The Canadian Association of Slavists/Taylor and Francis Book Prize in Slavic, East European, and Eurasian Studies 
The Canadian Association of Slavists/Taylor and Francis Book Prize was established in 2014 and is sponsored by Taylor and Francis Publishers. It is awarded annually for the best academic book in Slavic, East European, and Eurasian Studies published in the previous calendar year by a Canadian author (citizen or permanent resident).
The book prize jury consists of three members chosen by the CAS executive. Nominations for the 2019 Book Prize competition are to be postmarked by or on 15 May 2019. The prize winner will be announced in an e-mail to CAS members and on the CAS/CSP website in September 2019. The winner receives a cash award of $500 CAD and recognition at the annual conference of the Canadian Association of Slavists.

Rules of eligibility for the Canadian Association of Slavists/Taylor and Francis Book Prize competition are as follows:
  • The copyright date inside the book must list the previous calendar year as the date of publication (the book must have been published in 2018 to be eligible for the 2019 competition).
  • The book must be in the form of a monograph, preferably by a single author, or by no more than two authors.
  • Authors must be citizens or permanent residents of Canada. 
  • The work must originally be published in French or English either in or outside Canada.
  • Works may deal with any aspect of Slavic, East European, or Eurasian Studies (languages, literatures, cinemas, cultures, visual arts, politics, history, etc.).
  • Textbooks in the strict sense of the word do not qualify, but a broad interpretive work of a major period or area qualifies.
  • Translations, bibliographies, reference works, edited volumes, and smaller works such as pamphlets are not eligible.

Nominating Instructions

Nomination for the prize can come from an author, a third party, or a publisher. There is no limit on the number of entries a publisher may submit.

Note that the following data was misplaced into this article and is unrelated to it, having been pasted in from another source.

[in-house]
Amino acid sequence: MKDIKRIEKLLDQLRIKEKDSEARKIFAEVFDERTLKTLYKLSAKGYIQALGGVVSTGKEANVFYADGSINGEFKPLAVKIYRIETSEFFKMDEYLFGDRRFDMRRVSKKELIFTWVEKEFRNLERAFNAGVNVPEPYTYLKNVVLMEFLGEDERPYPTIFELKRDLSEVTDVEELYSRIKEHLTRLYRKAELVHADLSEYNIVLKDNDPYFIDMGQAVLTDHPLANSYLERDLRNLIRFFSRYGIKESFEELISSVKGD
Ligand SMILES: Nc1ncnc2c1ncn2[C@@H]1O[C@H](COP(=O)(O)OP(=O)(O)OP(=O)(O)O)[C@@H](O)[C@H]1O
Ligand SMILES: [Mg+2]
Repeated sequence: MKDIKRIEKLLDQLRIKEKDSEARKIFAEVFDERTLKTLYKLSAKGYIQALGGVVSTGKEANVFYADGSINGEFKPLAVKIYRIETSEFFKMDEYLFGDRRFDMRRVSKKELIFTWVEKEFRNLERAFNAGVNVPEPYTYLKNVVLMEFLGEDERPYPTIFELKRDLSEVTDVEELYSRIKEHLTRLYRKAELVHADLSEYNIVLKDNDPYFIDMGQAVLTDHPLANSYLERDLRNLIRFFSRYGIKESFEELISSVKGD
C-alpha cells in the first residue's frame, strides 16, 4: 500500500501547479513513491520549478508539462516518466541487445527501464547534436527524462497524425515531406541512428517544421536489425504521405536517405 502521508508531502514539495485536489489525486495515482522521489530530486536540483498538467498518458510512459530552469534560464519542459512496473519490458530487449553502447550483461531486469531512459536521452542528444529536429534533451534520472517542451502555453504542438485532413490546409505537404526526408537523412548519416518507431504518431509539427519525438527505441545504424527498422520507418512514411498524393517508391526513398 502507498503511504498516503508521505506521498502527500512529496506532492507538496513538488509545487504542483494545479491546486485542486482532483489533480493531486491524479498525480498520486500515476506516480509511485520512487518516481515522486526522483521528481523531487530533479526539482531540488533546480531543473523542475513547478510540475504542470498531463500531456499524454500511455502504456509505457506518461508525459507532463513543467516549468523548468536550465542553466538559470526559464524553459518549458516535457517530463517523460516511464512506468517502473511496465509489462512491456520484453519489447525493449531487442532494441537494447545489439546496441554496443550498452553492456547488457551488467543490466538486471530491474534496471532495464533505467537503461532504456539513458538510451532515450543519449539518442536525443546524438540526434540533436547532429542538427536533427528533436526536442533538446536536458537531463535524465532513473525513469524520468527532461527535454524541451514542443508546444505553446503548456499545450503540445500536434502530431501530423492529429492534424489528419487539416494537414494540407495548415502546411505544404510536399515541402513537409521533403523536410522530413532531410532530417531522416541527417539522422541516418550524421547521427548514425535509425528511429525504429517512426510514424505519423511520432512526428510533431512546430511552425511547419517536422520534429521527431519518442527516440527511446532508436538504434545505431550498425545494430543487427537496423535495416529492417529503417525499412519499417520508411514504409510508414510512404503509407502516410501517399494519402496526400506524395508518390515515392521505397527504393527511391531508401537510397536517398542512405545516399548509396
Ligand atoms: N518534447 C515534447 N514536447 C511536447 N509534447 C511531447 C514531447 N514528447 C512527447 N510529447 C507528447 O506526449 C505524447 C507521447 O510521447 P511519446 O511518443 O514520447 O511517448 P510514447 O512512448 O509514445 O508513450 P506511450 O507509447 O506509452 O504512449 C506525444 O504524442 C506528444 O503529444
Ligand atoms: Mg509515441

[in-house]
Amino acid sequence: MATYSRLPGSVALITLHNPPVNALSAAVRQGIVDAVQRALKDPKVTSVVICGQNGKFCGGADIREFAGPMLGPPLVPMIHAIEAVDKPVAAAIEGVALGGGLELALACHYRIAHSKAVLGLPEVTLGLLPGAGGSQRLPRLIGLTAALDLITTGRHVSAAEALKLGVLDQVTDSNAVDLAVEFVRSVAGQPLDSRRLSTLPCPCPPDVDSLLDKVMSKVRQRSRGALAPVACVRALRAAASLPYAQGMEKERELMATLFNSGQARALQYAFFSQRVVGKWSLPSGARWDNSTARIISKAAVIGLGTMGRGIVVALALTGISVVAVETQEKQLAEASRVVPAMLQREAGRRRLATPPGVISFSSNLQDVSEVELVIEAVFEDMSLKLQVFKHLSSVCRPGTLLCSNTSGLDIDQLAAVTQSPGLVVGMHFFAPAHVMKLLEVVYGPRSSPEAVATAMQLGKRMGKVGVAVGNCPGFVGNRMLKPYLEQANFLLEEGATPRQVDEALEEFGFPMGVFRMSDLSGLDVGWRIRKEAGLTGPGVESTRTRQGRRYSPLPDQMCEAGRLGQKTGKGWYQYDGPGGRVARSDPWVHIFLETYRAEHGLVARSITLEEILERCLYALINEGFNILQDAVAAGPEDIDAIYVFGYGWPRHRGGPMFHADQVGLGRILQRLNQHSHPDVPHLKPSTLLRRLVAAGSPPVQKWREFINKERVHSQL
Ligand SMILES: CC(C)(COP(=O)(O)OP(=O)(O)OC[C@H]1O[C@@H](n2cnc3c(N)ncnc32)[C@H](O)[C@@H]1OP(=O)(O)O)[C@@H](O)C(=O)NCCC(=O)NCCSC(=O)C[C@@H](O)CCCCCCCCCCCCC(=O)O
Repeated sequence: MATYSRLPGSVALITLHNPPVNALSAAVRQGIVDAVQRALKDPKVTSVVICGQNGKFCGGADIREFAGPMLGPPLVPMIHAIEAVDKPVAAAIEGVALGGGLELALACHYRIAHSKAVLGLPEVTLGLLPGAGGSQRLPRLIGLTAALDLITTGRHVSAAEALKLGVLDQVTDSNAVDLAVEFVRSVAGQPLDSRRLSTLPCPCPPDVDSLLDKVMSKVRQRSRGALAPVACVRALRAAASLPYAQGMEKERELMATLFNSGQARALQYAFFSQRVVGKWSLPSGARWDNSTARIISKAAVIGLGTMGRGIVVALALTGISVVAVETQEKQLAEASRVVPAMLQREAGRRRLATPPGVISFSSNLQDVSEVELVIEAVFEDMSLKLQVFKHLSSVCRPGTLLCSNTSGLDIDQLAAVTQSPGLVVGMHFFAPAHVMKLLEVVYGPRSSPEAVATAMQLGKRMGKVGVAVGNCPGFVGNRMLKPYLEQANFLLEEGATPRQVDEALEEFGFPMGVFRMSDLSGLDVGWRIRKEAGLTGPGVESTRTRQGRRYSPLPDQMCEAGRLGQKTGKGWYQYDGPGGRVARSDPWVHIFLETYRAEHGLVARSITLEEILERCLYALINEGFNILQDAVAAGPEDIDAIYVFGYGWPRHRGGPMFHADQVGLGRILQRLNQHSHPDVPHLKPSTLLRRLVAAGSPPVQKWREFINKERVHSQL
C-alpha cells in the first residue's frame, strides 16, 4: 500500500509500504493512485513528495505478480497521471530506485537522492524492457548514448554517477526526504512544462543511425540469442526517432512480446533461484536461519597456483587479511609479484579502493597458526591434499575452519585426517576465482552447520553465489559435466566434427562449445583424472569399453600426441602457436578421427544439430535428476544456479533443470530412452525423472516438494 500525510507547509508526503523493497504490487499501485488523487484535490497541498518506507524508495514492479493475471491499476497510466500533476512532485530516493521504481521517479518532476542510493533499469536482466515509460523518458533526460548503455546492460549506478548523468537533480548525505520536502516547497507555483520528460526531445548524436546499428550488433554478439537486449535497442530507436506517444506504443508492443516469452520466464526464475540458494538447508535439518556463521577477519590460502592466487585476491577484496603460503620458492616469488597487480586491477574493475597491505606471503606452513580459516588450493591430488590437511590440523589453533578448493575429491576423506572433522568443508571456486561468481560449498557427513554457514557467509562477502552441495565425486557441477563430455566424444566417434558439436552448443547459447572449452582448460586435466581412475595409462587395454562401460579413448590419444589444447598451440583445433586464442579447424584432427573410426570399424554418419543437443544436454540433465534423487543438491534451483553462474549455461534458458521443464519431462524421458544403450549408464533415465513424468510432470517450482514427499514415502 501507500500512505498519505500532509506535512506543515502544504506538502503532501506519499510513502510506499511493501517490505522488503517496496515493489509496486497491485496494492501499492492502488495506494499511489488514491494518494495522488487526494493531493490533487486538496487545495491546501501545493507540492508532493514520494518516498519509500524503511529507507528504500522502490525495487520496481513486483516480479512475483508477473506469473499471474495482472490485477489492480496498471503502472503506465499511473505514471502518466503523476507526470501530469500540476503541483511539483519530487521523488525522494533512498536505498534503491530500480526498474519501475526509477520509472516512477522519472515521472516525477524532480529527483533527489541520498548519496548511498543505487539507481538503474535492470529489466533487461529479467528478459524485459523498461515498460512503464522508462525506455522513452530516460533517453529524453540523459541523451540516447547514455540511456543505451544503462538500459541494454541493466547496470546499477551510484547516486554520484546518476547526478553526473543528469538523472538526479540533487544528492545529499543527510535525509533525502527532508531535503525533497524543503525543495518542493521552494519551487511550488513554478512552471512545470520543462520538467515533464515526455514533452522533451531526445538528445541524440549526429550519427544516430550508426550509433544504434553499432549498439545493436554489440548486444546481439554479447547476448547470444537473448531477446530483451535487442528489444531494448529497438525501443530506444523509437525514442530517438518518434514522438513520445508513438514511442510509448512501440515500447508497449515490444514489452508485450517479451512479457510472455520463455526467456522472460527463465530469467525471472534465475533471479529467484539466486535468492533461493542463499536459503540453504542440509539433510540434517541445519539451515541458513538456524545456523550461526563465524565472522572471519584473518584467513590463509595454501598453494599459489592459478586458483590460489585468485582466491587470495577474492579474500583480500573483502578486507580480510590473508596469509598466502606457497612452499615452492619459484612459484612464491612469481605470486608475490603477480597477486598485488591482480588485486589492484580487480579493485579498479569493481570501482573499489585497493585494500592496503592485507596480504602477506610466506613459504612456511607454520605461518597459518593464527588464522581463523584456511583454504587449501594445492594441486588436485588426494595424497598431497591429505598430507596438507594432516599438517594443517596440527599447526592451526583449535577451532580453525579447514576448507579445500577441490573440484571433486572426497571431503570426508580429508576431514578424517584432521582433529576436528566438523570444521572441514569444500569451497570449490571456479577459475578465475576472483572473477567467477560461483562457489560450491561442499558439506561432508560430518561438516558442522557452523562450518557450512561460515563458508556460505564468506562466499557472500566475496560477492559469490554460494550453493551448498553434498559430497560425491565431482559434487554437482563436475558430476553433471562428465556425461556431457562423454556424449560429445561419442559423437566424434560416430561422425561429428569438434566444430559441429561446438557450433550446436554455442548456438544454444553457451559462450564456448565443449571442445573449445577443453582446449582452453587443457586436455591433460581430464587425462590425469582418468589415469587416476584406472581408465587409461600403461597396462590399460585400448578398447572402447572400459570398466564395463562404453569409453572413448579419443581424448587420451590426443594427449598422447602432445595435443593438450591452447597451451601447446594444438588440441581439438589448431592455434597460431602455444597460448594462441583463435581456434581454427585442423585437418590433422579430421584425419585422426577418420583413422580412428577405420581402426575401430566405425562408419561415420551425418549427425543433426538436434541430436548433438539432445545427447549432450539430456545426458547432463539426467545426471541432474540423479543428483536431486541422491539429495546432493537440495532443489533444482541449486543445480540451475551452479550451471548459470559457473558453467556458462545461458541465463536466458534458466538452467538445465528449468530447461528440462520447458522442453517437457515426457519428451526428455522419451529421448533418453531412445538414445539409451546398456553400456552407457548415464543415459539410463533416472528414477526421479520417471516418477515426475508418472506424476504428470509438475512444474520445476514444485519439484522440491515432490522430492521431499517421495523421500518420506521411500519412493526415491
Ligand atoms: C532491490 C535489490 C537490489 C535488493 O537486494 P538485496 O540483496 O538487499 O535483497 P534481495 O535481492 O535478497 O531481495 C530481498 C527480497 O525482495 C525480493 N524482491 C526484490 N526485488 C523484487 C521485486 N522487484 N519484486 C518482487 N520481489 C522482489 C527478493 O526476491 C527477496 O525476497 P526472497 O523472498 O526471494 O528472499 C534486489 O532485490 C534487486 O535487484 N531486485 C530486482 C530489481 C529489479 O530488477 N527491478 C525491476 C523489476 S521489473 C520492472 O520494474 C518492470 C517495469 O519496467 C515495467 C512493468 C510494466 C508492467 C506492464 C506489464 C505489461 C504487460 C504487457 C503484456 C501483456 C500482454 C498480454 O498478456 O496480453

Send an e-mail to the office of Canadian Slavonic Papers/Revue canadienne des slavistes ( to notify the Canadian Association of Slavists of your intent to nominate a publication for the CAS’ Taylor and Francis Book Prize. Please copy this e-mail to yourself as well.
Send one copy of the eligible monograph to each member of the book prize jury (write to us at to obtain their addresses). Submissions should be marked “The Canadian Association of Slavists' Taylor and Francis Book Prize Nomination.” If you would like to receive an acknowledgment that your nomination was received, please enclose with the copy mailed to a jury member a note with your e-mail address or a self-addressed stamped envelope. Nominations must be postmarked by or on 15 May 2019 to be eligible for the 2019 competition.
It is the responsibility of the author (if s/he self-nominates), his/her nominator, or his/her publisher to send the books to the jury. Please note that books sent to members of the jury will not normally be returned once the competition is over. However, special arrangements to return a book may be made between a jury member and nominator after the competition ends.

2019 Jury for the Canadian Association of Slavists' Taylor and Francis Book Prize
Dr. James Krapfl (McGill University)
Dr. Paul Robinson (University of Ottawa)
Dr. Serhy Yekelchyk

Job: Assistant Professor of Polish Language, Literature and Culture, University of Toronto

Deadline to Apply: May 15, 2019

The Department of Slavic Languages and Literatures in the Faculty of Arts and Science at the University of Toronto invites applications for a two-year contractually limited term appointment (CLTA) at the rank of Assistant Professor, Teaching Stream in Polish Language, Literature and Culture beginning July 1, 2019, or shortly thereafter, and ending on June 30, 2021.